Last week, I spoke at the MixMedias conference on the topic of making digital content and actually getting paid for it. I had fun and so did the audience.
After my chat, I was making my way through the crowd towards the out door when I was stopped by a young woman.
"I really, really enjoyed your speech and what you had to say!" she enthused.
"Thank you," I replied, "but I don't recognize you."
This is not as creepy as it first sounds. These days, my speeches are essentially interactive, Q&A-heavy challenges, so I tend to make mental notes of faces, outfits and unique accessories of people in the audience.
"Well I wasn't at your speech," she explained. "I was actually at Stowe Boyd's talk. I just followed the Twitter feed from your session."
At first, I was flattered, and thanked the woman. But as I walked back to my office, I was overcome with the inherent weirdness of the situation.
What this meant was that someone--actually about a half-dozen people when I checked--spent their time while I was talking dividing their attention between what I was saying and transmitting it to others.
Meanwhile, others down the hall at Stowe's speech--well, one at least --were dividing their attention between what he was saying and what I was saying...and I suspect what many others were saying.
Yeah, I know this is the new normal. We have all become broadcasters in search of an audience.
But what does it REALLY say and mean?
On one hand, it may be mere multitasking; does anyone really ever do just one thing at a time anymore? Consider yourself right now...what ELSE are you doing right now while reading this?
Despite your answer, frankly, I think it goes much deeper than that.
I remember a great term that came to life at the dawn of the VCR age (ask your parents) but took increased relevance with the growth of the PVR--Time-Shifting. In a nutshell, the recording device freed one from the tyranny of a TV network's schedule, and allowed viewers to "Time-shift" and watch whatever program they wanted whenever they wanted to.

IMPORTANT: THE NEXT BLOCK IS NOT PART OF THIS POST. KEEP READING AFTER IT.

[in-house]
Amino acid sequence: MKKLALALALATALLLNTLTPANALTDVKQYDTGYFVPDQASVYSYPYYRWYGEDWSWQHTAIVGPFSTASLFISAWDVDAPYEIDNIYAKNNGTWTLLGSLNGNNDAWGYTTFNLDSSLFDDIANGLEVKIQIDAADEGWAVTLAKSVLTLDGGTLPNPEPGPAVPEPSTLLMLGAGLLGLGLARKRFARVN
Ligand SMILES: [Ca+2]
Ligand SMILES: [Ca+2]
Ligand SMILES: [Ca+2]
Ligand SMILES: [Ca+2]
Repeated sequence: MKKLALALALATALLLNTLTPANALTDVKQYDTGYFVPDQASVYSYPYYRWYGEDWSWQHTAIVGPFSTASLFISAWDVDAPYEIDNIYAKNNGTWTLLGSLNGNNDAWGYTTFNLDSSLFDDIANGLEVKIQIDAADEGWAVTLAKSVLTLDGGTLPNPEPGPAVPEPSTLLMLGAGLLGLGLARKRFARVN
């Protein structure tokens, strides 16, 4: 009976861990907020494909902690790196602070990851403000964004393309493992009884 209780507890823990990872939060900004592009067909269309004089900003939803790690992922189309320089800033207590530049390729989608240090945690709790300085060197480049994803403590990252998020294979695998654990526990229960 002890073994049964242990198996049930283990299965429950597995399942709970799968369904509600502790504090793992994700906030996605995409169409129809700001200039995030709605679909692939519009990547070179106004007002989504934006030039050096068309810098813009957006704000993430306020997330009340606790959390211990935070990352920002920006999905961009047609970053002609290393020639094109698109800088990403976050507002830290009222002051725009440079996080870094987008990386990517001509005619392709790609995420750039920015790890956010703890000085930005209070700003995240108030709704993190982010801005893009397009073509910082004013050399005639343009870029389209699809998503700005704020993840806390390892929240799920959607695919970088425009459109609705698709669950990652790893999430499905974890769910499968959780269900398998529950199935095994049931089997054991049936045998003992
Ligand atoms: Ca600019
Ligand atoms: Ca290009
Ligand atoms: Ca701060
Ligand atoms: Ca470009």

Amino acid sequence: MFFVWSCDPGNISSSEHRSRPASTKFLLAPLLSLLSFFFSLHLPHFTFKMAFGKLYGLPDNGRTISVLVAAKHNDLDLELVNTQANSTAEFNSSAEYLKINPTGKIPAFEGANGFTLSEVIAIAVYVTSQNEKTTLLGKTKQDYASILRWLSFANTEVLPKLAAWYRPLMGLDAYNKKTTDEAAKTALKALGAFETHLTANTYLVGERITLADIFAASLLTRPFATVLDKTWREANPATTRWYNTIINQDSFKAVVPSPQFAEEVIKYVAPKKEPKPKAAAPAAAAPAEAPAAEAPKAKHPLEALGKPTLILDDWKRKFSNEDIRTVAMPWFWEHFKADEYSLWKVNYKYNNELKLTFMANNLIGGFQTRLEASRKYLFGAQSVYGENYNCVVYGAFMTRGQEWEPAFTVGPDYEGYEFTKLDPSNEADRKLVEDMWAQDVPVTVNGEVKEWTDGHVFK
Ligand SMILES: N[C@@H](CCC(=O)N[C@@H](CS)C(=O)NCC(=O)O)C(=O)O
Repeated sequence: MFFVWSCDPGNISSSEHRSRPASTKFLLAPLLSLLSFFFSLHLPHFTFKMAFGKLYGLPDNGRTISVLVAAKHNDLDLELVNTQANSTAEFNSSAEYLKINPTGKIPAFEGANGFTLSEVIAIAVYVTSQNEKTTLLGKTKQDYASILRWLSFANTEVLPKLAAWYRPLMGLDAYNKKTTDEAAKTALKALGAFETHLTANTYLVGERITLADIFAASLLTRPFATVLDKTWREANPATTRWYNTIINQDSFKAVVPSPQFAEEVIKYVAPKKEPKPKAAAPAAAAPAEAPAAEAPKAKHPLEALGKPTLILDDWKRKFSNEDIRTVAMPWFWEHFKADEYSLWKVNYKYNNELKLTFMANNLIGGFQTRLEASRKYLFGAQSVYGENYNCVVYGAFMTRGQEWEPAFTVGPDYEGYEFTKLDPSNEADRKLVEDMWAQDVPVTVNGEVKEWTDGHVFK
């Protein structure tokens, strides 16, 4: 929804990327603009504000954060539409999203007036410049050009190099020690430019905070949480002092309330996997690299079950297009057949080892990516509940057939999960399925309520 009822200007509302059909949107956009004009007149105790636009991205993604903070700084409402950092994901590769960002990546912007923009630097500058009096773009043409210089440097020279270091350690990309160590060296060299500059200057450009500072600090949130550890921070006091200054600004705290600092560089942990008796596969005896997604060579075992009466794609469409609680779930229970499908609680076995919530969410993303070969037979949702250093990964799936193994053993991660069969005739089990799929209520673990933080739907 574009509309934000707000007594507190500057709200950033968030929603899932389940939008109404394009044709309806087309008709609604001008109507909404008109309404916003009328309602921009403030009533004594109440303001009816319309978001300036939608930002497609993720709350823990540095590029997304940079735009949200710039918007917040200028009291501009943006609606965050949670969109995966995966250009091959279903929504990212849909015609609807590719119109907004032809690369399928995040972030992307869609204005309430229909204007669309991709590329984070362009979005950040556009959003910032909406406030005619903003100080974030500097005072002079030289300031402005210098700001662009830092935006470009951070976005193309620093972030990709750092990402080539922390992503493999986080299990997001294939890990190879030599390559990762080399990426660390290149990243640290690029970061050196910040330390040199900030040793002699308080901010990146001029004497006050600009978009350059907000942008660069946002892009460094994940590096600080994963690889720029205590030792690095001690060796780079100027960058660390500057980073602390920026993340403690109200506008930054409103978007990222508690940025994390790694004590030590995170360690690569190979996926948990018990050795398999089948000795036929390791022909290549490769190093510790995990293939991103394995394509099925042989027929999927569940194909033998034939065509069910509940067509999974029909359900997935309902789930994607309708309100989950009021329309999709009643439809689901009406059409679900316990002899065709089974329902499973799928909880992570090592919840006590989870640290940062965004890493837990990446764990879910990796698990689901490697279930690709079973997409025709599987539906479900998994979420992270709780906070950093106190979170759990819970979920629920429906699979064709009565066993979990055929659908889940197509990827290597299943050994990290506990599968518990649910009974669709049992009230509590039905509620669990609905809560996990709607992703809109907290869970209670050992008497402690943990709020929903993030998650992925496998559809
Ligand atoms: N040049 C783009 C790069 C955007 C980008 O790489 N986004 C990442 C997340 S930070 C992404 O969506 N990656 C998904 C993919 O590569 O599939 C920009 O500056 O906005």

Well, what Time-Shifting was to last decade, Attention-Shifting is to now.
Except that, paradoxically, it happens in real-time.
This says a lot about how modern messages need to be delivered...and how they are ultimately received. This is why, when I find myself on stage these days, I eschew the over-prepared nature of the usual prose and PowerPoint presentations and deliver something hyper-interactive. I try to engage people rather than preach to them, but even in doing so, I pepper the conversation with soundbites so that if one truly feels their role is more of a mouthpiece than an earpiece, more an output rather than an input, more a broadcaster instead of a listener, well...at least I make it easy for them.
Still, I wonder, and sometimes fret, about what is actually being understood. If you're busy broadcasting one point, you're probably missing at least the one following. It's hard to disseminate and contemplate at the same time. I love that. Lemme make it Tweetable:
It's hard to disseminate
at the same time.
So what I did I learn this week? The value of actually listening, I suspect.
And I hope to put this lesson into action as of tomorrow, when I attend the innovative C2Mtl Conference.
I suspect there will be hundreds of people Tweeting, Facebooking, Instagramming, Live Blogging and shouting it out from the rooftops.
And I suspect, like the young woman at MixMedias, you can follow the conference speakers while at the office, your kids' soccer game, the gym, in the bathroom.
One thing I don't suspect, but actually know: there will be one guy there, with a Marc Jacobs designer Moleskine and Zebra fine-point pen, who'll be listening attentively, taking notes, and trying to learn something.